What an exciting month May was! The Java Community Process was flung into the spotlight as the Executive Committee voted against Jigsaw, raising questions like: how does this impact Java 9? What happens next? And what is the JCP anyway? Add to this the announcement of some exciting Android-related news, and we have a very full Java Annotated Monthly!
In this week’s Git video, Gary and I look at how you can Annotate your code to see who made which changes. We also show how you can use this information to understand a bit more about the context of a particular change.
Earlier we mentioned that IntelliJ IDEA 2017.2 EAP features improved control flow analysis that infers the contracts of certain methods of String, Array, Collection and Map classes.
With today’s EAP build, this analysis becomes even smarter. If that sounds like something you might be interested in, read on and see how the new checks are going to work.
Last week we’ve published a new IntelliJ IDEA 2017.2 EAP build, which, among various bugfixes and improvements, brings a new experimental feature, we think you may find very interesting. Because it’s still work in progress, you need to explicitly enable it via VM property -Dide.run.dashboard=true, or through the Registry.
After that, you will find that the traditional Run tool window for Spring Boot applications was replaced with the new Run Dashboard (in the future we plan that replacement for other app types, too.)
This new dashboard lets you explore and manage multiple Run configurations at once, with the list of Run configurations and their status on the left, and details and application-specific information on the right. Also, you get the tool bar that is handy to issue commands like run, stop, or restart.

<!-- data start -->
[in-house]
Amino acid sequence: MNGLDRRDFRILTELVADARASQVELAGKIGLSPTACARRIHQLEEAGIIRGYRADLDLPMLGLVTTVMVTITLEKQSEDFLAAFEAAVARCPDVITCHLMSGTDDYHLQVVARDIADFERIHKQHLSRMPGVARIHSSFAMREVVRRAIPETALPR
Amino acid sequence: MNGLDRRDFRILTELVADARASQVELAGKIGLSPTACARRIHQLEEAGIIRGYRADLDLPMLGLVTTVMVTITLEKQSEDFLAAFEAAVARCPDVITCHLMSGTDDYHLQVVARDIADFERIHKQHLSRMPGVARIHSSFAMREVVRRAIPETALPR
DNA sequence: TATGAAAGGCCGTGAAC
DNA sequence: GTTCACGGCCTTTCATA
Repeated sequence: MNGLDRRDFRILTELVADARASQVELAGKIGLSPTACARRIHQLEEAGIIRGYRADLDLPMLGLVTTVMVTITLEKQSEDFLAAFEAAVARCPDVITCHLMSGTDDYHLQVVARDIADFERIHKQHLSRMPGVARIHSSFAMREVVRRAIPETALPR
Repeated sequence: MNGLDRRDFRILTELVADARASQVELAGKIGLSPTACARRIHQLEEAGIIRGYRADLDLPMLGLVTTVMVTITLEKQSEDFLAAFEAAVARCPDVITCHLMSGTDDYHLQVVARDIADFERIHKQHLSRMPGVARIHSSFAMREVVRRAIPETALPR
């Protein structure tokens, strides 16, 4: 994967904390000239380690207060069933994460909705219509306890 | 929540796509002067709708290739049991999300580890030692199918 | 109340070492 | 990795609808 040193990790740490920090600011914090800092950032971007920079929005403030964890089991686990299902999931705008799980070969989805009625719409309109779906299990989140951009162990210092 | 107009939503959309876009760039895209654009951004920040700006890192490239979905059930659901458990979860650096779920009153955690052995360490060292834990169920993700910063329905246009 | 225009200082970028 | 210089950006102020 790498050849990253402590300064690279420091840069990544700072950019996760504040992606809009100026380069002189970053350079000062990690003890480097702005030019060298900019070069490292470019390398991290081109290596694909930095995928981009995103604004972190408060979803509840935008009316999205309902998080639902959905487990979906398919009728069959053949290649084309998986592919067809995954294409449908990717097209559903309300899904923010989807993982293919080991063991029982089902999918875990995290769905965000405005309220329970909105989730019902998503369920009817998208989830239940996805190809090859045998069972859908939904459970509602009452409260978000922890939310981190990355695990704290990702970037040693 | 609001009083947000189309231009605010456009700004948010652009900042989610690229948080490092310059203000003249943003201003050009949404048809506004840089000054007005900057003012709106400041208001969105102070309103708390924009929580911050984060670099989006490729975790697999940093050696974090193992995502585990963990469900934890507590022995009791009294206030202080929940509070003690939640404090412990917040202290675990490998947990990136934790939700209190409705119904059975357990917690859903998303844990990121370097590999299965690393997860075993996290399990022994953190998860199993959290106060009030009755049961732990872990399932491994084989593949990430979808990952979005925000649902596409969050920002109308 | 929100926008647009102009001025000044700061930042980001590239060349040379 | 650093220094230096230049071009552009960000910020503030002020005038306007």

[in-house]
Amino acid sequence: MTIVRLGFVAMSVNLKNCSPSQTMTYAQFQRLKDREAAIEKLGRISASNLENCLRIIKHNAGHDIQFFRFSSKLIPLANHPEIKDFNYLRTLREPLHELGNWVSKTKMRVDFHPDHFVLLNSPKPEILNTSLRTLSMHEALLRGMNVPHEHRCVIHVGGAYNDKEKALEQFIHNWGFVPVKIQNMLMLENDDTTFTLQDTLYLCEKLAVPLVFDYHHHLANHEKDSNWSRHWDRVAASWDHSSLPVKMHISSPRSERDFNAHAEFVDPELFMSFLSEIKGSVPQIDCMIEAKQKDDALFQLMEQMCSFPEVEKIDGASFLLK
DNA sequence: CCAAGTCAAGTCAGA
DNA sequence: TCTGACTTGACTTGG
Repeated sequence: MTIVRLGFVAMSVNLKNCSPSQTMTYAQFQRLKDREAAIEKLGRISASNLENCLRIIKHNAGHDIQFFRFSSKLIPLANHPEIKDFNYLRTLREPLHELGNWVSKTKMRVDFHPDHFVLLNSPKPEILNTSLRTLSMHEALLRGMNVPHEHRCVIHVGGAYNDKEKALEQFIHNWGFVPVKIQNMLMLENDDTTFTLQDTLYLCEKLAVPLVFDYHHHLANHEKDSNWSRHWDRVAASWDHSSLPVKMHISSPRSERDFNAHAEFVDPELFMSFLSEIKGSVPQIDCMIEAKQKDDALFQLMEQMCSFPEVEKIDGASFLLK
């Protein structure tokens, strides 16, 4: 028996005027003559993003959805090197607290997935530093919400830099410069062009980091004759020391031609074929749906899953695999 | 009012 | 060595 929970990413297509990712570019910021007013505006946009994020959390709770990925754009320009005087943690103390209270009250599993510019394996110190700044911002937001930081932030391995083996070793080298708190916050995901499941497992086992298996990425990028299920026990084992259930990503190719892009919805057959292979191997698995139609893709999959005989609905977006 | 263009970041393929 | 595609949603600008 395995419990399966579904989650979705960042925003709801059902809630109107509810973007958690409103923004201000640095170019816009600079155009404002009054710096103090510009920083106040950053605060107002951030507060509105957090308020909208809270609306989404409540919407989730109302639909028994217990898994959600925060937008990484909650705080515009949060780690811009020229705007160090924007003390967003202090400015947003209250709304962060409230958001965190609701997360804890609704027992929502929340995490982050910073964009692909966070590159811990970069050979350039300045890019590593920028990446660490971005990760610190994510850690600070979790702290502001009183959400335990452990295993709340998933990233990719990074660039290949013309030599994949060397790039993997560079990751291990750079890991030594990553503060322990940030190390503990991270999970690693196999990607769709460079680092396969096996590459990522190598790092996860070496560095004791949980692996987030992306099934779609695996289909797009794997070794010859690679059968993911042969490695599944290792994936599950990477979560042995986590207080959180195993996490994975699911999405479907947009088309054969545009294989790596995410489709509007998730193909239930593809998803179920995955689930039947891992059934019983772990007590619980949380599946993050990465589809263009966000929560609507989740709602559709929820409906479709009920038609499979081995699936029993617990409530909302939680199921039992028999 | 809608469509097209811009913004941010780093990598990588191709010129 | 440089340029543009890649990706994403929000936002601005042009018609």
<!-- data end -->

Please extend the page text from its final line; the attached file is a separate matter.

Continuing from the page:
For example, Spring Boot applications display the recently introduced Endpoints tab:
If you prefer so, the new tool window can look exactly like the Run tool window. Just click the Show Configurations button on the left toolbar, and then use the tabs on top to switch between running applications:
We’re very excited about this new feature and believe that it can be applied not only to Spring Boot, but to many other types of applications (and maybe not only applications). This is why we’d like to ask you for your feedback. Please give this new feature a try and share with us both your impressions and improvement suggestions. We hope your feedback will help us better understand the possible usage scenarios and put them in IntelliJ IDEA 2017.2.
After a few, blissful, drama-free issues, this month we look into the tension between the community and the Stewards of Java (again), this time the topic is Modularity. Feedback from the community is always a Good Thing to help improve the platform, but when Jigsaw was due for release with Java 9 in two months it gets a little more… interesting. Java 9 isn’t the only news, as usual we’re covering Java’s future, linking to blogs and tutorials for Java (including Android) code and design, and we’ve added a whole new section for Java Performance this month.
It’s been only a month and a half since the release of IntelliJ IDEA 2017.1, but it’s time to shed a light on the next major update on which we’re going to work the entire Summer.
This week we’ve published IntelliJ IDEA 2017.1.2, an update to its current stable release version, and now it’s time to move forward—so say hello to IntelliJ IDEA 2017.1.3 EAP.
In it you will find Kotlin plugin 1.1.2 along with updates to the built-in JRE, among which is better font rendering on Fedora core 25 (Wayland), and an up-to-date macOS binaries signature certificate.
Develop with Pleasure!
The just-out IntelliJ IDEA 2017.1.2 update brings important bugfixes and overall improvements.
Among notable changes:
- JUnit 5 M4 support (incl. running parametrized tests)
- Support for the new Typescript 2.3 language features (e.g. for await)
- An important fix for the freeze while editing Gradle build files
For the complete list of changes, see the release notes.
Get it via Help | Check for Updates | Download and install, or let the Toolbox App do it for you!
UPDATE: If you download Windows “.zip” bundle, Kaspersky and some other antiviruses may flag “jre32\bin\unpack200.exe” as a virus. We’re investigating this issue. The workaround is to use “.exe” bundle and not to choose 32-bit JRE.
Develop with Pleasure!
- Better font rendering on Linux
- Find in Path usability improvements
- Various Gradle support errors
Major new features:
- Manual columns reordering in Git Log
- Better completion for package.json fields
- Support for function-based indices in Oracle and Postgres
For the complete list of changes, refer to the release notes.
Develop with Pleasure!